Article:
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Choosing a Quality Table

Like the Sun King, Louis XIV is an aristocrat among other equals. Accented carvings add to this table's noble sense. Refined and sophisticated, Louis XIV makes any gameroom a unique and stately billiard room.

A well-made, well-maintained pool table can last your family a lifetime. In fact, some of the most valuable tables available today were built before the Civil War. Since most people do not replace their tables every few years (unlike video games, home computers and automobiles), I usually advise them to be absolutely comfortable with their first table. There are two primary aspects to a pool table: the play and the furniture. Generally you will see dramatic differences in the play of a table (how the balls roll, bounce, travel and react) on tables under $2500; smaller differences from $2500 to $3500; and very small differences over $3500. Starting around $3000 or so, we will then be paying more attention to the furniture aspects: style, finish, thickness and quality of the wood, etc.

It is not even true that spending more money gives you better play. Some manufacturers cannot give you great play at any price. Some can do it for a very reasonable price. You just need to know what to look for. And why should you care? Because great playing tables are more fun!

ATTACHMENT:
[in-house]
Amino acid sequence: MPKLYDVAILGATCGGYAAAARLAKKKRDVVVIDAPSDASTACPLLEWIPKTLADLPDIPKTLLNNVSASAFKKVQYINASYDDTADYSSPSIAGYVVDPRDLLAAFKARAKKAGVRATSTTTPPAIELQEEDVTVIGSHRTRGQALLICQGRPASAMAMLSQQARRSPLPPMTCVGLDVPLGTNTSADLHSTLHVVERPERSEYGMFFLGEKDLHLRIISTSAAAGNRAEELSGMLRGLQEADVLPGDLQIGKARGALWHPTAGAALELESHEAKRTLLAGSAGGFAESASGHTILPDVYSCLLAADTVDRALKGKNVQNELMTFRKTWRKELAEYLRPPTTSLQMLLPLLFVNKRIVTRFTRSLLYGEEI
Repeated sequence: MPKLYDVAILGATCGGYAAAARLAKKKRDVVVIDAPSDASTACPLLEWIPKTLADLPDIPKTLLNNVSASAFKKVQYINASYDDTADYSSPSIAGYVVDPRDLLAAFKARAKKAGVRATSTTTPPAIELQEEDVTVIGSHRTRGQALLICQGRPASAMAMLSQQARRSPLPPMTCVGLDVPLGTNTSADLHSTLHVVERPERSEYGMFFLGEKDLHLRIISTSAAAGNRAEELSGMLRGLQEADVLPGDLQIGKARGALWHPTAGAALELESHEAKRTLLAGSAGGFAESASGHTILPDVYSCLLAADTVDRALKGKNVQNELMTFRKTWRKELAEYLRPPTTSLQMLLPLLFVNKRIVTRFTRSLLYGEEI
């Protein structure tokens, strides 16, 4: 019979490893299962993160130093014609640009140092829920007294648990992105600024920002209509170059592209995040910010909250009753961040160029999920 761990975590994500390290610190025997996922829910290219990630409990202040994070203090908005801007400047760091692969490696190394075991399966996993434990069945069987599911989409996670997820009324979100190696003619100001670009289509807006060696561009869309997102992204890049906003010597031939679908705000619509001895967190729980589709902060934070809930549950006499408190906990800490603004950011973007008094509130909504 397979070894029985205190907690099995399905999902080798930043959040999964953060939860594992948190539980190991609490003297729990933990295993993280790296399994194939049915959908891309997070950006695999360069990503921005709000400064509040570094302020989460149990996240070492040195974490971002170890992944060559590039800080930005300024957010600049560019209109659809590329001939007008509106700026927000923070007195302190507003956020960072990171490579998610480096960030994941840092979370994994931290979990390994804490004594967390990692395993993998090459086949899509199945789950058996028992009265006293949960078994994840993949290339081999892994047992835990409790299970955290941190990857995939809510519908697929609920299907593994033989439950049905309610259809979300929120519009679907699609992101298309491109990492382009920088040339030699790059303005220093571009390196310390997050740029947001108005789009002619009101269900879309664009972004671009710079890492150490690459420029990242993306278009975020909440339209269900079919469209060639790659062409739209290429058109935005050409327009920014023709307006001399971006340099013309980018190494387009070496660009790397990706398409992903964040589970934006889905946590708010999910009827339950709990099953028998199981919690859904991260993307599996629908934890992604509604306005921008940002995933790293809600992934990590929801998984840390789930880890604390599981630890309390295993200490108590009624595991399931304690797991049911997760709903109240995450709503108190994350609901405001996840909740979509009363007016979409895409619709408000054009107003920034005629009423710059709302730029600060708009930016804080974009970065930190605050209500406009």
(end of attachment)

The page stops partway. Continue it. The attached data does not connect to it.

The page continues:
What affects the play? The cushions, the cloth, the slate and the rails: the things that the balls bounce off and travel over; plus the base frame that supports the slate. Technically, the most important of these is the rail. Ideally, the best rail would be solid concrete, twelve inches thick, and attached to a concrete floor. That would give us our best bounce; just as a ball bounces off a concrete building better than a wood building, which is in turn, better than a wood fence.

Since we can’t pour concrete walls around every pool table, how do we approximate this? By using a slate bed on top of a very strong, rigid body frame. Yes, we know that most people think we use slate because it’s level and it doesn’t warp – but lots of things don’t warp. Plus, half inch slate is just as level as one inch slate. Why do we spend the money and work on slate that’s twice as thick? Because it’s twice as heavy!